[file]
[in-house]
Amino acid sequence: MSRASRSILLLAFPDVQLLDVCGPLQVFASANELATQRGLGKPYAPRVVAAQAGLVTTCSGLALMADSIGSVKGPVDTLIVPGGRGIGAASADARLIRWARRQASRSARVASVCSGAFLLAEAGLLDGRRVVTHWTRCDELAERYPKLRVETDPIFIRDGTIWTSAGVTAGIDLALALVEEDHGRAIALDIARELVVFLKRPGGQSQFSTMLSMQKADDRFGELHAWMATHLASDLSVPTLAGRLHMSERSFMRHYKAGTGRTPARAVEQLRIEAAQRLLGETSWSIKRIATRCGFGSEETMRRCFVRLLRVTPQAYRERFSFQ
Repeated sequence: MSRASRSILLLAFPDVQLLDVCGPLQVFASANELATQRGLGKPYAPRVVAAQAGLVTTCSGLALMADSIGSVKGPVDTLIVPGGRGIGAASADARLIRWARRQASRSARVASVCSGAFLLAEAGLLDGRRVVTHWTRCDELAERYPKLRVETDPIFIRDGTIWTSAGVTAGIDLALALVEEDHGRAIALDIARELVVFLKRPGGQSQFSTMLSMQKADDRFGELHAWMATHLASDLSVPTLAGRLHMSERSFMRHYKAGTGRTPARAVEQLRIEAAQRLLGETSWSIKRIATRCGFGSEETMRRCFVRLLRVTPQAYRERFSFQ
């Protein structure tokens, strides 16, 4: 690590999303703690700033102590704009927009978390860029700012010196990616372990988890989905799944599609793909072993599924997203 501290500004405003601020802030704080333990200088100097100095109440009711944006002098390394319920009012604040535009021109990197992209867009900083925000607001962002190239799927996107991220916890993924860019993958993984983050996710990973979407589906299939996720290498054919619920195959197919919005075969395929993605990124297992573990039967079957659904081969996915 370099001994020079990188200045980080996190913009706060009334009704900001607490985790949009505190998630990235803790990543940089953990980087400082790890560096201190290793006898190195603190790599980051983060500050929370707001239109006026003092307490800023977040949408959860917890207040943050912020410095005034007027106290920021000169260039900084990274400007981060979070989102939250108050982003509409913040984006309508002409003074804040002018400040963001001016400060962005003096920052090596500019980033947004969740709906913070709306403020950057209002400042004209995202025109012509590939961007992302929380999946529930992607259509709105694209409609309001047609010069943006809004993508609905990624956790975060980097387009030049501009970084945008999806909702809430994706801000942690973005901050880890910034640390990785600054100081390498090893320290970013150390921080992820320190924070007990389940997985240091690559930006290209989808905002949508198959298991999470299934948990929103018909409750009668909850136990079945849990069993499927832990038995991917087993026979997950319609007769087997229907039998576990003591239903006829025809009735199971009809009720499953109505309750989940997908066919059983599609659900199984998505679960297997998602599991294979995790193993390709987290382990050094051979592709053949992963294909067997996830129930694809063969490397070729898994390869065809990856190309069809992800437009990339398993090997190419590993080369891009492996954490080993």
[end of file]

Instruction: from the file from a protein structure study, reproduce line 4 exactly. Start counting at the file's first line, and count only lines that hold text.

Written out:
């Protein structure tokens, strides 16, 4: 690590999303703690700033102590704009927009978390860029700012010196990616372990988890989905799944599609793909072993599924997203 501290500004405003601020802030704080333990200088100097100095109440009711944006002098390394319920009012604040535009021109990197992209867009900083925000607001962002190239799927996107991220916890993924860019993958993984983050996710990973979407589906299939996720290498054919619920195959197919919005075969395929993605990124297992573990039967079957659904081969996915 370099001994020079990188200045980080996190913009706060009334009704900001607490985790949009505190998630990235803790990543940089953990980087400082790890560096201190290793006898190195603190790599980051983060500050929370707001239109006026003092307490800023977040949408959860917890207040943050912020410095005034007027106290920021000169260039900084990274400007981060979070989102939250108050982003509409913040984006309508002409003074804040002018400040963001001016400060962005003096920052090596500019980033947004969740709906913070709306403020950057209002400042004209995202025109012509590939961007992302929380999946529930992607259509709105694209409609309001047609010069943006809004993508609905990624956790975060980097387009030049501009970084945008999806909702809430994706801000942690973005901050880890910034640390990785600054100081390498090893320290970013150390921080992820320190924070007990389940997985240091690559930006290209989808905002949508198959298991999470299934948990929103018909409750009668909850136990079945849990069993499927832990038995991917087993026979997950319609007769087997229907039998576990003591239903006829025809009735199971009809009720499953109505309750989940997908066919059983599609659900199984998505679960297997998602599991294979995790193993390709987290382990050094051979592709053949992963294909067997996830129930694809063969490397070729898994390869065809990856190309069809992800437009990339398993090997190419590993080369891009492996954490080993």